Problem solving. Over 60 per cent of bosses were looking for someone who had the skill to find solutions to HR problems, particularly when looking for a member of their management team.

“If it’s just technical or factual stuff, you can probably find the answers on Google,” Dr McGregor says. “But these problems need empathy, listening skills and emotional insight. You can’t find that online.”

Adaptability. Nearly 50 per cent of bosses in large organisations will be looking for this trait.

“It’s the ability not to be fazed by something new that’s been thrown at you, because you have the experience and resources to deal with it,” is how Stephanie puts it.

Time management. Around 49 per cent of recruiters regard this as an essential trait when taking on new staff.

“You can teach strategies on how to run your day, but businesses expect potential management staff to have this soft skill already,” Dr McGregor says.

Organisation is the fourth most sought after soft skill, which is often revealed by job candidates during their interviews.

Recruiters have turned down job hopefuls who were late, forgot to bring important documents and even turned up at the wrong office on the wrong day.

Communication. “You would think the ability to interact with others is a no brainer, but it’s a main cause of misunderstandings that can slow down the workflow, preventing a company from moving forward,” Stephanie says.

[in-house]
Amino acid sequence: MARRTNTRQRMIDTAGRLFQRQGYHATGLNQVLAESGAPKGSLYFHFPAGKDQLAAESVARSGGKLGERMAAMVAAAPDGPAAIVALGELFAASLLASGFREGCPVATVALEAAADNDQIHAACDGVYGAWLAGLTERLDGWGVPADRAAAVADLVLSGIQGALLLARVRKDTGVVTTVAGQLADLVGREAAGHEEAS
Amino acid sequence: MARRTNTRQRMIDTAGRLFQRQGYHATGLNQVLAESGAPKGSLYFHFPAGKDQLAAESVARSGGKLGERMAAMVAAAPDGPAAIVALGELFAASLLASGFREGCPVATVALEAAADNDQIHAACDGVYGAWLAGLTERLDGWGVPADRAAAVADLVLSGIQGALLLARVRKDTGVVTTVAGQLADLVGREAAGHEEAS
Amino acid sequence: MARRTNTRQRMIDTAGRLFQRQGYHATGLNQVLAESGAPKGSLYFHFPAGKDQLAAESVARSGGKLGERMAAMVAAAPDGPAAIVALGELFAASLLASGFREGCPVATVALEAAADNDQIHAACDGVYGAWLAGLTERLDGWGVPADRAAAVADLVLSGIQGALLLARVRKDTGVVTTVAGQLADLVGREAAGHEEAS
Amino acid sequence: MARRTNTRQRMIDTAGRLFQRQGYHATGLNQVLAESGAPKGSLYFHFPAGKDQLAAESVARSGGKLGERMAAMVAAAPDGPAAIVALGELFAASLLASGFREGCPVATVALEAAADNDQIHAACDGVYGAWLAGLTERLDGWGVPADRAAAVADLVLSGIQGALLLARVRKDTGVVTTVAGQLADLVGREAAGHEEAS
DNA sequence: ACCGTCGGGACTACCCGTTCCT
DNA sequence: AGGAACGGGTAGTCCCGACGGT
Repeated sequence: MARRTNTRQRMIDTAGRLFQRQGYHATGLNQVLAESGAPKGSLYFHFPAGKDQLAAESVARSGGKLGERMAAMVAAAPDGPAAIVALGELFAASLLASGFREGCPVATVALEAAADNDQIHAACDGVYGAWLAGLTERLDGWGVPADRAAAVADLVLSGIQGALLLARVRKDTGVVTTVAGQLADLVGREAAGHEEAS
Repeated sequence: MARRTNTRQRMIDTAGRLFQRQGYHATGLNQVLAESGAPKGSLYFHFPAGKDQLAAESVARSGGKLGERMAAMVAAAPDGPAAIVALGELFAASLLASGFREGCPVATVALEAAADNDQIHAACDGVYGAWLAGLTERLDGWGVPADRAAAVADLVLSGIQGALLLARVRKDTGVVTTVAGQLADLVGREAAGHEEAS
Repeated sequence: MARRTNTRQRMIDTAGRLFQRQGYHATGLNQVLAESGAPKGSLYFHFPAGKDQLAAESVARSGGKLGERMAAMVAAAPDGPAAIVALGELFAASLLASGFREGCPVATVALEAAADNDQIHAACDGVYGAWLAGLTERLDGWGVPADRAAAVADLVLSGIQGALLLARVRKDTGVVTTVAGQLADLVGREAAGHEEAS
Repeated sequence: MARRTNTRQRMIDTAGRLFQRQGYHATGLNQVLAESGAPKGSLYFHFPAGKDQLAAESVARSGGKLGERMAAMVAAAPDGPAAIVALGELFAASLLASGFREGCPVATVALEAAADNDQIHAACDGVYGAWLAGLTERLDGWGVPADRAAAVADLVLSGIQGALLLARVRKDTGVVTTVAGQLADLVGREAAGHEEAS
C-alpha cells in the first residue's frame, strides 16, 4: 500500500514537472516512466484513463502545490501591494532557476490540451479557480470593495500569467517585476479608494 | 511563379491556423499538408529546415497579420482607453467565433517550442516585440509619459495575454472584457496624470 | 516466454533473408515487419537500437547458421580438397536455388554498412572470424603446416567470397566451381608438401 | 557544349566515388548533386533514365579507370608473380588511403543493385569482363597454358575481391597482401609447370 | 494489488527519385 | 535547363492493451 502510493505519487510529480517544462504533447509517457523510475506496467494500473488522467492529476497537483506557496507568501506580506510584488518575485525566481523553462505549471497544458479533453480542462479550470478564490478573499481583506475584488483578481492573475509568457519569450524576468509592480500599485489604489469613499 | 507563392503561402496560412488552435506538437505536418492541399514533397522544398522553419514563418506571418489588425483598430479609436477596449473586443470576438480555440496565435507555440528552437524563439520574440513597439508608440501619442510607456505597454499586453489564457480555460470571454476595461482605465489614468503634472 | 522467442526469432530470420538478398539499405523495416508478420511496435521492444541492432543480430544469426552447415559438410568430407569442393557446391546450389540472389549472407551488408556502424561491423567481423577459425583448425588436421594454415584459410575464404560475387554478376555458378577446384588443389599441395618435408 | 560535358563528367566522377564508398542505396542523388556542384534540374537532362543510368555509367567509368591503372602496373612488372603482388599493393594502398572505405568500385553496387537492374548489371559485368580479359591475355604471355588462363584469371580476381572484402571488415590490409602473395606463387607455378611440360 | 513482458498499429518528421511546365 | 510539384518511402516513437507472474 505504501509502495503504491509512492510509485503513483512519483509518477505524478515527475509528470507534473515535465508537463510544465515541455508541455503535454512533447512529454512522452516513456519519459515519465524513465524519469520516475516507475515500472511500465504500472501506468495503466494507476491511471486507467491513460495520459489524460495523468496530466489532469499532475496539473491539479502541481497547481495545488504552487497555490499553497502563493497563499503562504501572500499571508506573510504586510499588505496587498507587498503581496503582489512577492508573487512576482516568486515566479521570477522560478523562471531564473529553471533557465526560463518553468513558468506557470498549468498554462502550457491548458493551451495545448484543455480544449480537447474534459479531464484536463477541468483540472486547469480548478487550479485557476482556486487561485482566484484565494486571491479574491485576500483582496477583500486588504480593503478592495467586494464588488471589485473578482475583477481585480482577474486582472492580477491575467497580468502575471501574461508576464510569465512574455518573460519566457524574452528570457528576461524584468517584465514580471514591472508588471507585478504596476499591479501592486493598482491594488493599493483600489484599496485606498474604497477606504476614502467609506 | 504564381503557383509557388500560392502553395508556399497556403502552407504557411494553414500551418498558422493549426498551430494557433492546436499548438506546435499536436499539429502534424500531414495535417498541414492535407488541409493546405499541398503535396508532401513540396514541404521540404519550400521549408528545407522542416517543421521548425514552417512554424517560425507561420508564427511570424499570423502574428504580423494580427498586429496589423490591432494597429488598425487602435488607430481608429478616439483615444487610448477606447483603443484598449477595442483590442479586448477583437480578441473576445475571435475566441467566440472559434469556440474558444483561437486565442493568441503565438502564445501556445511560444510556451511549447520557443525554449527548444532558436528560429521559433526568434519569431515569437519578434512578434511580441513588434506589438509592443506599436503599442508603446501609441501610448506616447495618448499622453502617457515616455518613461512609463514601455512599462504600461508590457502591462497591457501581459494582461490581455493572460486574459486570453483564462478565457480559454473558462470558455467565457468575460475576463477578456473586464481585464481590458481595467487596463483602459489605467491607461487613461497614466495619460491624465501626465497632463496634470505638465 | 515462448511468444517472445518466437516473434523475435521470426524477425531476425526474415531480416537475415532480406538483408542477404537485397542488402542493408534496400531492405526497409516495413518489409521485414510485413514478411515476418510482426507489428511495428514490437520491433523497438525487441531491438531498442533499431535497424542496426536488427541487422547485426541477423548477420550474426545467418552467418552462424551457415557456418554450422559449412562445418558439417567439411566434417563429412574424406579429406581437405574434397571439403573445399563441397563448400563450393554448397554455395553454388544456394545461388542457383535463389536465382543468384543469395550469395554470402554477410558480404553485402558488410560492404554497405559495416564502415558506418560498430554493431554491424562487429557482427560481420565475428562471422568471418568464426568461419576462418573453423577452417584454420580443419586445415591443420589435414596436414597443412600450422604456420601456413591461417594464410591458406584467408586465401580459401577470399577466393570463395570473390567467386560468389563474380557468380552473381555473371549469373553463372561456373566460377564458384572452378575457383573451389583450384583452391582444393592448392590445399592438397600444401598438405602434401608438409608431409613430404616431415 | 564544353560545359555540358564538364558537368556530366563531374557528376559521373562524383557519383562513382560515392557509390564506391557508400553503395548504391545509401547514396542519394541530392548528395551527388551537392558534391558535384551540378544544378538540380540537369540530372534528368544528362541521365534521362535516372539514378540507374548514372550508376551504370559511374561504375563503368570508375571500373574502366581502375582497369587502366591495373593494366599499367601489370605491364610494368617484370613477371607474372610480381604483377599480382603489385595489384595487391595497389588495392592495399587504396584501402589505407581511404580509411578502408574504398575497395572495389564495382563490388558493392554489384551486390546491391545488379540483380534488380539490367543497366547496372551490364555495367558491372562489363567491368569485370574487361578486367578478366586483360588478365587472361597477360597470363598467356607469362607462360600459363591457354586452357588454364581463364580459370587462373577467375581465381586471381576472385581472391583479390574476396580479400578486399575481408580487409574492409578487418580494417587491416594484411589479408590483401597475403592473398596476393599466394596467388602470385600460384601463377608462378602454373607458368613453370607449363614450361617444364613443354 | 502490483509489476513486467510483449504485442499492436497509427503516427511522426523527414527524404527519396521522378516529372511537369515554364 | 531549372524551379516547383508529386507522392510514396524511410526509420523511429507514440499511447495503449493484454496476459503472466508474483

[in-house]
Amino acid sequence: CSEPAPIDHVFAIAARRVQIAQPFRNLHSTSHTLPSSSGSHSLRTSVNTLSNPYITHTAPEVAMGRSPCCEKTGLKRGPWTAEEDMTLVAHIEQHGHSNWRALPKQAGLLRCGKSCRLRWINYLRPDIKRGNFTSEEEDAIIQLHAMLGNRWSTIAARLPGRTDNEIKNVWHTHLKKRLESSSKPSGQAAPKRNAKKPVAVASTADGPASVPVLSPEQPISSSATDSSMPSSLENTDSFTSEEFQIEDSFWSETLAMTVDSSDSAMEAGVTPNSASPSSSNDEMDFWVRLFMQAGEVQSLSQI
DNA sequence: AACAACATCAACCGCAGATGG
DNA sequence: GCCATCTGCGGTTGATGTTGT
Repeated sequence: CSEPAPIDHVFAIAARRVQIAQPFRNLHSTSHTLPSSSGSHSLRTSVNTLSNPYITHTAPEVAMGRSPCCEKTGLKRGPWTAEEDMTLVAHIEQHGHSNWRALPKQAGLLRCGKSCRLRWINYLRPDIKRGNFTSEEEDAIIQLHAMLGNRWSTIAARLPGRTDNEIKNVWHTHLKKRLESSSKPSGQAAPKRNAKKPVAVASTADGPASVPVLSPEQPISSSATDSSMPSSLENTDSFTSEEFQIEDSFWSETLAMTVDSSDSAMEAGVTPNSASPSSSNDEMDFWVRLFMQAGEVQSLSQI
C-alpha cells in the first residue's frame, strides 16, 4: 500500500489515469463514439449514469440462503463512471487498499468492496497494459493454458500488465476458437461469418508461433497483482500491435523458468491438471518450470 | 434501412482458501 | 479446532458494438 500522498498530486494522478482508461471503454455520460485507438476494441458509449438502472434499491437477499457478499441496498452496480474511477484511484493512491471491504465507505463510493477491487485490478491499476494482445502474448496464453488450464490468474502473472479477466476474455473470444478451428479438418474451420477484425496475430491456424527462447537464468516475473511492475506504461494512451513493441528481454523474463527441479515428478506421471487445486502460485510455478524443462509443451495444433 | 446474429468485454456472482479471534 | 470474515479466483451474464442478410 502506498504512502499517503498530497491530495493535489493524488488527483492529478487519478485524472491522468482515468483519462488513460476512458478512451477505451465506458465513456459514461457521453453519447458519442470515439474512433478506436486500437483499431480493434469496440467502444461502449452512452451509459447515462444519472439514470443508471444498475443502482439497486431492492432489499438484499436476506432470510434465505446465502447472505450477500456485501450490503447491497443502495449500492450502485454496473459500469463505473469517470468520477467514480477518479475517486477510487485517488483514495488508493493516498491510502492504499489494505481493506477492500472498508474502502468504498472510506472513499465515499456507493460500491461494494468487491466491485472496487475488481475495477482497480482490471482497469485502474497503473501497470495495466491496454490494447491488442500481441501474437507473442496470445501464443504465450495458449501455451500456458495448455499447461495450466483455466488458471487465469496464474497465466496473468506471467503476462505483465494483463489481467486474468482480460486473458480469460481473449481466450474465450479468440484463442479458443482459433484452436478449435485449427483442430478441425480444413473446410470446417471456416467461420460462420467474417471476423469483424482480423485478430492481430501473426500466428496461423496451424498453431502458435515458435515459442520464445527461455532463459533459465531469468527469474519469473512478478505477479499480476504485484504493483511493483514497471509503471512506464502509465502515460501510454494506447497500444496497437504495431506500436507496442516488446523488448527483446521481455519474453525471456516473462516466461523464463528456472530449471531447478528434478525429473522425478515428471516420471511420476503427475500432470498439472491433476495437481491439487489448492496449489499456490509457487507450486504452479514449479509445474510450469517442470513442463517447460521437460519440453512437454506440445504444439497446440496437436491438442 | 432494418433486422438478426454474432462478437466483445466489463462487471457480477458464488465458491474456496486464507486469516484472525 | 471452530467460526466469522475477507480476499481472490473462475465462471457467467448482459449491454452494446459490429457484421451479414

“Just by being friendly and relaxed during an interview and paying attention to the interviewer will show your interaction skills.”

Consultants advise that when going for a job make a list of relevant soft skills and note those most likely to be needed. Do you possess them? If you don’t, maybe the job isn’t for you.

Useful hard skills

On the other hand, hard skills are teachable, which makes them accessible to anyone determined to invest time in developing them.

Currently, the most useful hard skills to have when trying to kick-start a career after redundancy have been assessed as:

Computer skills are now invariably essential, regardless of your field of work. In many jobs, web skills like emailing and accessing social media, managing files, creating presentations and knowing the basics of software and hardware are regarded as routine qualifications.

Data management involves analysing results, understanding guidelines and definitions, extracting essential information, keeping data up to date and creating reports.

Scheduling is the current buzzword for knowing how to get a job done, what tools to use, organising time and labour and achieving financial targets.

Research skills are reckoned essential when preparing a job, getting familiar with a new industry and making a work plan and schedule.

Financial skills include accounting, budgeting, financial planning and cash flow management. While you won’t necessarily need to completely master all of these, you should be able to work well with numbers.

Technical skills gained from professional training courses and practical experience can be easily defined and evaluated at interviews.

“Just make sure you present them well and make them relevant to the job you’re after,” Susan advises.

“It’s hard to say whether hard or soft skills are the most valuable in today’s workplace,” Stephanie says.

“Having both will certainly provide the best chance of getting back on the jobs ladder.” Read more like this